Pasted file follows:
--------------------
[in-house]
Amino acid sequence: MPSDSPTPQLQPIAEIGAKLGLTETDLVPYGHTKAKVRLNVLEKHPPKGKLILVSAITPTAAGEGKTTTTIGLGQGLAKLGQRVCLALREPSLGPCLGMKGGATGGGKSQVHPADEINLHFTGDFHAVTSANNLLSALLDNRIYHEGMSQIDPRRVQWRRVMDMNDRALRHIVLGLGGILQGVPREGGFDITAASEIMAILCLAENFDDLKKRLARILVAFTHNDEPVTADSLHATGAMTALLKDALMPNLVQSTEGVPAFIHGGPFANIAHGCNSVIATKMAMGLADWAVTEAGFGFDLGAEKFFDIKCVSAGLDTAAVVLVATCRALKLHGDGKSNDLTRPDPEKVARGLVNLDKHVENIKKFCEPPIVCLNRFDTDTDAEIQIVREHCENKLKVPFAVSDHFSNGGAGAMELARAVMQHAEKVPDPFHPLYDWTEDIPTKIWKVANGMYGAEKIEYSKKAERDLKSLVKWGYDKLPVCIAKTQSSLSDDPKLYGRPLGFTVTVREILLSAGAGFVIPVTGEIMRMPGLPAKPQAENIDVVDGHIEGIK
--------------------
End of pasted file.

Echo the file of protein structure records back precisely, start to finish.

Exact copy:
[in-house]
Amino acid sequence: MPSDSPTPQLQPIAEIGAKLGLTETDLVPYGHTKAKVRLNVLEKHPPKGKLILVSAITPTAAGEGKTTTTIGLGQGLAKLGQRVCLALREPSLGPCLGMKGGATGGGKSQVHPADEINLHFTGDFHAVTSANNLLSALLDNRIYHEGMSQIDPRRVQWRRVMDMNDRALRHIVLGLGGILQGVPREGGFDITAASEIMAILCLAENFDDLKKRLARILVAFTHNDEPVTADSLHATGAMTALLKDALMPNLVQSTEGVPAFIHGGPFANIAHGCNSVIATKMAMGLADWAVTEAGFGFDLGAEKFFDIKCVSAGLDTAAVVLVATCRALKLHGDGKSNDLTRPDPEKVARGLVNLDKHVENIKKFCEPPIVCLNRFDTDTDAEIQIVREHCENKLKVPFAVSDHFSNGGAGAMELARAVMQHAEKVPDPFHPLYDWTEDIPTKIWKVANGMYGAEKIEYSKKAERDLKSLVKWGYDKLPVCIAKTQSSLSDDPKLYGRPLGFTVTVREILLSAGAGFVIPVTGEIMRMPGLPAKPQAENIDVVDGHIEGIK